More information is always a good thing—especially when it comes to application performance monitoring (APM).
One way to gather more information for APM purposes is to leverage application information in addition to environment data. In-context information generated and logged by the application itself can be invaluable when trying to diagnose and resolve anomalies during an application’s lifecycle.
This article explains why application logging data should be a key part of your APM strategy.
Infrastructure and application logs
There are two main types of logs: Infrastructure logs and application logs.
Infrastructure logging is the most common type of logging used by DevOps and system administrators to find and triage errors. It’s the first place DevOps teams usually look for sources of APM data.
Typically, these logs are set to the equivalent of ERROR level with the ability to go to DEBUG by using special flags at runtime. Performance and capacity can often be impacted when going past the default logging levels.
Examples of infrastructure logs include logs from firewalls, syslog, servers, and load balancers like NGINX, Microsoft event logger, and databases such as SQL Server, MySQL and MongoDB.
Custom logs are produced from within an application and are added to an application during the build part of the application lifecycle by developers as language-specific frameworks need to be used.
Developers define what goes into each log message, and at what level it will be processed. Since the messages are defined by the developer and run inline and in context with the individual requests the application is processing, the log messages can include any type of environment or session-specific data the developer wants to include.
Stackify’s Retrace solution supports custom application logs from common application logging frameworks. Including log4net, NLog, log4j, logback, and many others.
So, how can you use custom logs to help drive your APM strategy? You should start by configuring the appropriate application logging levels. The logging level can often only be adjusted on application startup, but some frameworks allow for dynamic changes.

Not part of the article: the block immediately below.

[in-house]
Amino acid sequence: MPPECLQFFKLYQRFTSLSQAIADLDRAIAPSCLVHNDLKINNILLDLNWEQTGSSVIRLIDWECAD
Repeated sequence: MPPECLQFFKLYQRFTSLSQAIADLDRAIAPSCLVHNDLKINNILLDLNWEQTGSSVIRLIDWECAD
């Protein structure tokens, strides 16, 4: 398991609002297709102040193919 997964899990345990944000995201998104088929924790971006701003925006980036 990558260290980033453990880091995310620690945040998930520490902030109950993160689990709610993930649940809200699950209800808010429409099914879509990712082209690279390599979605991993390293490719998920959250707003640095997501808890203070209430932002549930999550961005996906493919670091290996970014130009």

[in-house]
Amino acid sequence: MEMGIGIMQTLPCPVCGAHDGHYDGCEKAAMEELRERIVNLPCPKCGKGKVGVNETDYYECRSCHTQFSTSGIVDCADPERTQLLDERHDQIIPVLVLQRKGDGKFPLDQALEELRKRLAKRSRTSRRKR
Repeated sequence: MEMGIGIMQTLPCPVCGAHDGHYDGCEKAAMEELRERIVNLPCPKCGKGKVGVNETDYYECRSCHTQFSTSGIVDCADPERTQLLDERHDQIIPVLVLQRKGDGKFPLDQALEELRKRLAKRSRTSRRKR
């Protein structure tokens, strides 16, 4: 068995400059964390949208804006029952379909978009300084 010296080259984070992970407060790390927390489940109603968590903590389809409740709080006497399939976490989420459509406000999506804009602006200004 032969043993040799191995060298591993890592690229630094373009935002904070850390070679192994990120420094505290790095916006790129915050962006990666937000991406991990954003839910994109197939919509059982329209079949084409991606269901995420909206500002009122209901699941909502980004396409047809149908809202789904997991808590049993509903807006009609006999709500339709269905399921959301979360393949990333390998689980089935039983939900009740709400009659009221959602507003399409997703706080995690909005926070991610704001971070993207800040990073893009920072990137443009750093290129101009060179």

Below are the common log levels used in the industry, listed in order of the amount of information they produce.
- OFF: Nothing is produced.
- FATAL: Only produces messages when the application fault will likely result in the application terminating. Out of Memory is an error that would fall in this category.
- ERROR: Also includes errors which will result in an interruption or fault in processing, but the application will most likely continue processing. Invalid Request would fit in this category.
- WARN and INFO: These can be separate levels, but are not often used. Examples would be to include what submodules are being called, and showing GUIDs assigned to specific data for traceability.
- DEBUG: Usually includes all the log messages which the application can produce. Used most often by developers to disable any and all logging statements they have placed in the code. Often these logs can include displaying raw user input, the full result set from SQL statements, and displaying statements that follow the application flow.
- ALL and TRACE: Adds additional information, like every single call to a third- party system or application library that is made, which can be excessive, and is only really used when absolutely required.
In practice, most applications in production and performance tests run by default at ERROR, with FATAL being the next most common. QA environments often run at ERROR or INFO, with DEBUG being selectively used to target specific sub-components when working to resolve defects. In their local development environment, developers often run at DEBUG so all their messages are being produced.
Why integrate logs with APM?
The most important thing you can do to help someone stay focused, especially during a production incident, is to keep them in context. That is why the “single pane of glass” for support teams has been the holy grail that vendors have been selling for a long time.
The difference with APM tools is that Ops teams can finally see applications from the point of view of the customer and developers. Having this view, combined with in-context logging, drastically reduces the time it takes to diagnose and resolve any issue.
The best APM tools can import logs, and as you drill down into the application to find the source of the problem, the APM tool also can narrow down which logs are being included in the data, starting with all nodes and all applications to only specific applications, and the nodes they are running on down to individual log files with specific time frames as the context becomes more targeted.
Without this integration, support teams have to constantly leave the context of the APM tool to connect to an individual server and read that log for the time frame instead of the tools extracting it for them.
Combining infrastructure and application logs for the components where the rest of the APM suite has identified a bottleneck will help diagnose errors or potential faults, which will aid in proactively maintaining the application runtime and the ability to notify the development teams of potential application defects before they start causing fatal errors.